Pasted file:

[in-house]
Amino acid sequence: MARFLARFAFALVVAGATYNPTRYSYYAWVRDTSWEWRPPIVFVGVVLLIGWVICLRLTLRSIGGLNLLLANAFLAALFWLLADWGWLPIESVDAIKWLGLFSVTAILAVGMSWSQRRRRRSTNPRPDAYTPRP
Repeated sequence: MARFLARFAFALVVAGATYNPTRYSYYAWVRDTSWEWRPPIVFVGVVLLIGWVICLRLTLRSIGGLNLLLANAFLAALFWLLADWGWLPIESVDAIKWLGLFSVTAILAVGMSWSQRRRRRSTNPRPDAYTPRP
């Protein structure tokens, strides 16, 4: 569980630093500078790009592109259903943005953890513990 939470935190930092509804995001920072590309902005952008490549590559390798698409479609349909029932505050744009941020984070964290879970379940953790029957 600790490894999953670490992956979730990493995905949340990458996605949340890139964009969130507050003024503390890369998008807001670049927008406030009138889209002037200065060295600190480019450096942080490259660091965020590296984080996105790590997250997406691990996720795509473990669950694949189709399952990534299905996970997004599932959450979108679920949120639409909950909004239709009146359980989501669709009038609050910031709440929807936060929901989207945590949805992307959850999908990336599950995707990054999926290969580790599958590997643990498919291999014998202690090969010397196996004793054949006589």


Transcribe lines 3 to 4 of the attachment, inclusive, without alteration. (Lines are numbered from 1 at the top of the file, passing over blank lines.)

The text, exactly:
Repeated sequence: MARFLARFAFALVVAGATYNPTRYSYYAWVRDTSWEWRPPIVFVGVVLLIGWVICLRLTLRSIGGLNLLLANAFLAALFWLLADWGWLPIESVDAIKWLGLFSVTAILAVGMSWSQRRRRRSTNPRPDAYTPRP
């Protein structure tokens, strides 16, 4: 569980630093500078790009592109259903943005953890513990 939470935190930092509804995001920072590309902005952008490549590559390798698409479609349909029932505050744009941020984070964290879970379940953790029957 600790490894999953670490992956979730990493995905949340990458996605949340890139964009969130507050003024503390890369998008807001670049927008406030009138889209002037200065060295600190480019450096942080490259660091965020590296984080996105790590997250997406691990996720795509473990669950694949189709399952990534299905996970997004599932959450979108679920949120639409909950909004239709009146359980989501669709009038609050910031709440929807936060929901989207945590949805992307959850999908990336599950995707990054999926290969580790599958590997643990498919291999014998202690090969010397196996004793054949006589």